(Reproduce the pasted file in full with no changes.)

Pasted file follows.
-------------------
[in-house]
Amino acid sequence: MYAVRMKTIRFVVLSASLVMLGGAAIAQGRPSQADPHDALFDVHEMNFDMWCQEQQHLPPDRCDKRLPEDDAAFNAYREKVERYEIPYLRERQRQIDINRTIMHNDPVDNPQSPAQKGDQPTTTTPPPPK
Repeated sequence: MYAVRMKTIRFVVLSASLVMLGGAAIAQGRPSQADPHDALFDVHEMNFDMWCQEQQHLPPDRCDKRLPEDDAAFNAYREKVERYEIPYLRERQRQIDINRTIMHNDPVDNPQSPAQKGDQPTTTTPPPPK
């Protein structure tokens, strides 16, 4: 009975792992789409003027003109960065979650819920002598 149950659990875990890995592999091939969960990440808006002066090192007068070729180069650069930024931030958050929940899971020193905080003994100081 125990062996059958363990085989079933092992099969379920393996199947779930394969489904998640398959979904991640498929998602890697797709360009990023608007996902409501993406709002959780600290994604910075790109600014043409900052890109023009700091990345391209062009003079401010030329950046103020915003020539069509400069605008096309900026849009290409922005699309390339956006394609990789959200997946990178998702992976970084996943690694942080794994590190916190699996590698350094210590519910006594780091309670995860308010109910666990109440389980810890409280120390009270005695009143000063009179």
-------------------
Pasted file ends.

[in-house]
Amino acid sequence: MYAVRMKTIRFVVLSASLVMLGGAAIAQGRPSQADPHDALFDVHEMNFDMWCQEQQHLPPDRCDKRLPEDDAAFNAYREKVERYEIPYLRERQRQIDINRTIMHNDPVDNPQSPAQKGDQPTTTTPPPPK
Repeated sequence: MYAVRMKTIRFVVLSASLVMLGGAAIAQGRPSQADPHDALFDVHEMNFDMWCQEQQHLPPDRCDKRLPEDDAAFNAYREKVERYEIPYLRERQRQIDINRTIMHNDPVDNPQSPAQKGDQPTTTTPPPPK
């Protein structure tokens, strides 16, 4: 009975792992789409003027003109960065979650819920002598 149950659990875990890995592999091939969960990440808006002066090192007068070729180069650069930024931030958050929940899971020193905080003994100081 125990062996059958363990085989079933092992099969379920393996199947779930394969489904998640398959979904991640498929998602890697797709360009990023608007996902409501993406709002959780600290994604910075790109600014043409900052890109023009700091990345391209062009003079401010030329950046103020915003020539069509400069605008096309900026849009290409922005699309390339956006394609990789959200997946990178998702992976970084996943690694942080794994590190916190699996590698350094210590519910006594780091309670995860308010109910666990109440389980810890409280120390009270005695009143000063009179």